Catriona Robertson

journeys at home and abroad

Woolwich, alienation and belonging

After hearing Nick Clegg speak to a multi-religious audience on Friday, I went down to Woolwich.

nick clegg ii

The Deputy Prime Minister addressing religious & interreligious leaders on Friday morning.

I attended Juma prayers at the local mosque, bought a peace lily at Tesco’s and went to the place outside Woolwich Barracks where British soldier Lee Rigby was killed, in a particularly gruesome attack, two days earlier.

Peace lily in memory of Lee Rigy from LBFN

Peace lily in memory of Lee Rigby from LBFN

The peace lily, on behalf of London Boroughs Faiths Network, joined hundreds of other flowers around the railings and in spite of the pouring rain people kept arriving to pay their respects.

I was with two Muslim friends who laid flowers in memory of the young Fusilier – Julie Siddiqi for the Islamic Society of Britain and Dr Shuja Shafi for the Muslim Council of Britain.  Another friend, Siriol Davies, who works closely with several mosques in south London, also laid flowers.

Although the media swirl has revolved around Islam and terrorism, the video footage (previously on the BBC website, now on the Sun’s) of one of the assumed killers speaking to onlookers leads me to further questions.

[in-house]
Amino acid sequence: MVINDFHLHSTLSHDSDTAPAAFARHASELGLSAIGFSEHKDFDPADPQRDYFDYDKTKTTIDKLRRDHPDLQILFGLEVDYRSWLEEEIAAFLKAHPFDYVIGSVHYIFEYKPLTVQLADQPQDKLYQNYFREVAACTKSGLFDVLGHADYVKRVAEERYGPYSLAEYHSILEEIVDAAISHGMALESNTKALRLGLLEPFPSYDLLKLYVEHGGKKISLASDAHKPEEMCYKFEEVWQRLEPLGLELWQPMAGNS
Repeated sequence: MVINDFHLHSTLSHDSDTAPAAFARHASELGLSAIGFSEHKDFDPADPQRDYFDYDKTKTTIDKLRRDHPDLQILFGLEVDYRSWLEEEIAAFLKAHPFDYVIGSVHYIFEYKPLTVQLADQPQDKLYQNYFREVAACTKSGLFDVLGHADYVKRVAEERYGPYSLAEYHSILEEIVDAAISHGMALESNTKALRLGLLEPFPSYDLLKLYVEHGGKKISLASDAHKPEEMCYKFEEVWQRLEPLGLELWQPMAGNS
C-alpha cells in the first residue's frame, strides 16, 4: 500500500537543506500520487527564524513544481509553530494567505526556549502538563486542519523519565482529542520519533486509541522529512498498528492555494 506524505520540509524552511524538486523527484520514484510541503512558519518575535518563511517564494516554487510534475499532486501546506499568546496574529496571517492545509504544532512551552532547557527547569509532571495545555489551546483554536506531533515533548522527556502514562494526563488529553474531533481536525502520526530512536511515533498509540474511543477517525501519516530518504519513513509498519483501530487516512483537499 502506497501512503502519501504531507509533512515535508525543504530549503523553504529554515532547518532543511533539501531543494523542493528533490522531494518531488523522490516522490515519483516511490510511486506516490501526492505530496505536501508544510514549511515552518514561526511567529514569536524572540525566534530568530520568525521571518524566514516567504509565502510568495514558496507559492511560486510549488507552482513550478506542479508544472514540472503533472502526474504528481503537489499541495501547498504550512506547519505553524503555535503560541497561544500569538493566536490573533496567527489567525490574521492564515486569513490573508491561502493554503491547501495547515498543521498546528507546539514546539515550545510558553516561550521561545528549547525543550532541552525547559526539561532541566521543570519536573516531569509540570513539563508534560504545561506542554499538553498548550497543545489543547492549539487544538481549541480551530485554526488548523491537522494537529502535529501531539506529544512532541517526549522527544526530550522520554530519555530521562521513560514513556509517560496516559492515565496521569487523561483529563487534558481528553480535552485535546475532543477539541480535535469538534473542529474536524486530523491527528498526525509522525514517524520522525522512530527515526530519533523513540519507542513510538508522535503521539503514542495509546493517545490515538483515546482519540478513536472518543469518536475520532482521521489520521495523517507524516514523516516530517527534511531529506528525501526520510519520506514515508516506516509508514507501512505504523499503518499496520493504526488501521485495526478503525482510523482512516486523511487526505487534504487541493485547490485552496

He is black (of Nigerian origin) and his south London voice sounds familiar and like many other disaffected boys and young men, from different religious backgrounds, that I have met over the years.

What he says suggests a huge gulf between him and mainstream society.  Addressing fellow Britons, he distances himself from us by making a distinction between ‘our’ and ‘your’.

“I apologise that women had to witness this today, but in our lands our women have to see the same . .  Remove your government . .”

In the end he gets confused between ‘we’ and ‘you’ . .

“Tell them [the government] to bring our troops back so we can – so you can – all live in peace.”

Does he consider himself part of the “we” of British society?  It doesn’t sound like it.

A caller to Radio 4’s PM programme said of  the suspects, “They just don’t belong here.”  Two callers to yesterday’s Any Answers echoed this, with one saying British Muslims should all “quietly leave the country”.

To wish that any group will disappear is to be on a dangerous track.  Tell Mama, which monitors anti-Muslim attacks, reports a huge surge this week in hate crime against Muslim people, including personal attacks and violence against mosques.

Woolwich Barracks on Friday.

Woolwich Barracks on Friday.

Feeling invisible, redundant, rejected and disposable is not uncommon amongst some of the boys and young men I’ve talked to, particularly from African and Caribbean backgrounds.  Discrimination, disproportionate rates of mental illness and involvement as victims and perpetrators of crime attest to a life of struggle.  Try as they may, their experience of education, policing and job opportunities often thwarts them.

Do they feel they belong?  A sense of belonging is essential.  If acceptance and acknowledgement don’t come to you, it’s likely you’ll seek them out.  Criminal gangs and ideological extremists welcome such young men with open arms.